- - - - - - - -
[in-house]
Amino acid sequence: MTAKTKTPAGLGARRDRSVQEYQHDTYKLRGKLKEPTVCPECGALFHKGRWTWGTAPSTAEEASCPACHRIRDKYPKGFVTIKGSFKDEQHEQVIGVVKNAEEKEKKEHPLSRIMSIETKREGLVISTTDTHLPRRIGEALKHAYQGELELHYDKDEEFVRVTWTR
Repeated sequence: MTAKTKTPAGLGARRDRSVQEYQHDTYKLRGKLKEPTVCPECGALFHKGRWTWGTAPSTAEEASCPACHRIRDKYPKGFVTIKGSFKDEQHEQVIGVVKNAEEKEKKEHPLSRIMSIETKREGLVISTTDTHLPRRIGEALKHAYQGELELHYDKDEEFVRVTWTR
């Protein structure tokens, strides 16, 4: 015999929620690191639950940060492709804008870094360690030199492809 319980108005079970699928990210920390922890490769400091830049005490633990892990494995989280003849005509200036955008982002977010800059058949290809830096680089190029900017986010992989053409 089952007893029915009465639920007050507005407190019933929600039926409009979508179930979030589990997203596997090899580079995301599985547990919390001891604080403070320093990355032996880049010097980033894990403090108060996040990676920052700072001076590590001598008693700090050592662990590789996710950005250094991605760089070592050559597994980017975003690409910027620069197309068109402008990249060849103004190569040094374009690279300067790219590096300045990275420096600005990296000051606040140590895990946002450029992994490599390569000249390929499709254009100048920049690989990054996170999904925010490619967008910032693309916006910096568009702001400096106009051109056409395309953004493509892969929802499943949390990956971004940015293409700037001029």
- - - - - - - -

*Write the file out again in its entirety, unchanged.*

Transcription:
[in-house]
Amino acid sequence: MTAKTKTPAGLGARRDRSVQEYQHDTYKLRGKLKEPTVCPECGALFHKGRWTWGTAPSTAEEASCPACHRIRDKYPKGFVTIKGSFKDEQHEQVIGVVKNAEEKEKKEHPLSRIMSIETKREGLVISTTDTHLPRRIGEALKHAYQGELELHYDKDEEFVRVTWTR
Repeated sequence: MTAKTKTPAGLGARRDRSVQEYQHDTYKLRGKLKEPTVCPECGALFHKGRWTWGTAPSTAEEASCPACHRIRDKYPKGFVTIKGSFKDEQHEQVIGVVKNAEEKEKKEHPLSRIMSIETKREGLVISTTDTHLPRRIGEALKHAYQGELELHYDKDEEFVRVTWTR
């Protein structure tokens, strides 16, 4: 015999929620690191639950940060492709804008870094360690030199492809 319980108005079970699928990210920390922890490769400091830049005490633990892990494995989280003849005509200036955008982002977010800059058949290809830096680089190029900017986010992989053409 089952007893029915009465639920007050507005407190019933929600039926409009979508179930979030589990997203596997090899580079995301599985547990919390001891604080403070320093990355032996880049010097980033894990403090108060996040990676920052700072001076590590001598008693700090050592662990590789996710950005250094991605760089070592050559597994980017975003690409910027620069197309068109402008990249060849103004190569040094374009690279300067790219590096300045990275420096600005990296000051606040140590895990946002450029992994490599390569000249390929499709254009100048920049690989990054996170999904925010490619967008910032693309916006910096568009702001400096106009051109056409395309953004493509892969929802499943949390990956971004940015293409700037001029």